Catching butterflies

nabakovVladimir Nabokov captured butterflies. Emily Dickinson baked. Ayn Rand collected stamps. Last month, Kazuo Ishiguro wrote about how his love of film made him a better writer. Haruki Murakami is well known for his long distance running. June gets on down, Elen sings, Martin reads and Alastair writes (beautifully) – 26ers contemplate what they do, aside from writing.


I used to sing for the London Philharmonic Choir at the Royal Albert Hall, The Royal Festival Hall, in Madrid. It was sublime. Being part of a choir gives you a wonderful sense of peace during performance. I suspect it’s because there’s a purity in concentrating on something so hard that the rest of life falls away.

Elen Lewis


When I am all written out, and written off, I usually turn to dancing. Sometimes it might be an adult class at the Markova House, home of the English National Ballet where I can shut my writer’s mind and think only of the body, concentrating on a proper pirouette to Vaughan Williams’s ‘The Lark Ascending’. Their new creative director Tamara Rojo has made ballet sexy and accessible again. However, at other times, my body and my spirit needs something more funky to rouse it for a new stab at a story or a chapter. Then I go to Madame Jojo’s Free Your Soul on Sunday nights where down a set of narrow stairways in the heart of heaving Soho on Brewer Street, some of the meanest, baddest funk, soulful house and old skool 70s toons are played. That’s when I let the hair on my lil’ microphone head down and git down.

June Mong-Loftin


Actually, I’m not a writer: I’m a designer who loves words. There are quite a few of us lurking in 26. Design is my first art. Photography is my second. Not my choice – the light just grabs me and won’t let go. I would hesitate to apply a word as noble as ‘writing’ to the words that I hurl together so perhaps word-hurling is a better term for it. Music was my third art but it’s wandered off, and every time I try to catch it, a deadline diverts me. Though to be fair, when I was young, music was more an excuse for writing lyrics.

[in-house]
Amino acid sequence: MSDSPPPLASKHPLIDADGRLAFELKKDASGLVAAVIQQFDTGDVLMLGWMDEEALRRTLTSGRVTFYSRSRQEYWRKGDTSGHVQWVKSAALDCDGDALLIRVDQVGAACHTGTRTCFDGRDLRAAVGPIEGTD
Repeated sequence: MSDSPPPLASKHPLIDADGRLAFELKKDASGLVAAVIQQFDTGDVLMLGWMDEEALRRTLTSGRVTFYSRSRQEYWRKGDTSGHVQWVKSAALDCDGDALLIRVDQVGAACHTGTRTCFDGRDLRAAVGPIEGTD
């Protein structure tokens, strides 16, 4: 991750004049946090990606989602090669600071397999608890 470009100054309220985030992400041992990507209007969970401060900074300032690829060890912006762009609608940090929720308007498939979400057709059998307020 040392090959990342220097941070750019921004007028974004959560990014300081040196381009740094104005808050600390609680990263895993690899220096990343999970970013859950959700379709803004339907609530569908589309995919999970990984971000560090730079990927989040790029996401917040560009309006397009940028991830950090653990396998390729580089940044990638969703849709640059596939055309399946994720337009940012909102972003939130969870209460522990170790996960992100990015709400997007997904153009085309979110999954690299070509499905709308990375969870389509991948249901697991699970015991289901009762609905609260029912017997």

Lydia Thornley


What helps my writing?
Being able to read it. Well, more than that. Actually, having quite nice handwriting. All right, I’ll say it. I have beautiful handwriting, when I put my mind to it. As writers, we all have to re-read what we’ve written. If it’s a complete mess I can’t see the beauty in the words. Yes, you read that right. And I know that good handwriting is a dying art. As I write this on screen, correcting all those little mistakes you will never know about (that even now I’ve just forgotten myself), there is no patina that conveys the care of crafting a sentence. No rough edges, pencil lines, crossings out, asterisks, doodles. The act of writing doubles the pleasure of writing.

Alastair Creamer


I am a natural multi-tasker. I relax best on the move. Every morning I walk my dog alone in the park. I have to be in a park or some form of nature. It’s my way of meditating. At first my brain is crammed with busy thoughts. But the more I walk, look, breathe, the more my head clears, my focus sharpens and I’m ready to write. I also play bridge once a week. Talk about total concentration, two hours feels like two minutes. It’s a holiday for my brain.

Elena Bowes


It may sound a bit banal, but reading is the activity that best helps my writing. There is something about reading the very best writers that helps me to not settle for second best and to be inspired to do better. But the writers who are most useful to me in this respect are the ones that are most different to my own style, people like Hemingway, Murakami and Ishiguro. In terms of ideas, I’m more likely to find those in non-fiction, especially popular science.

Martin Lee

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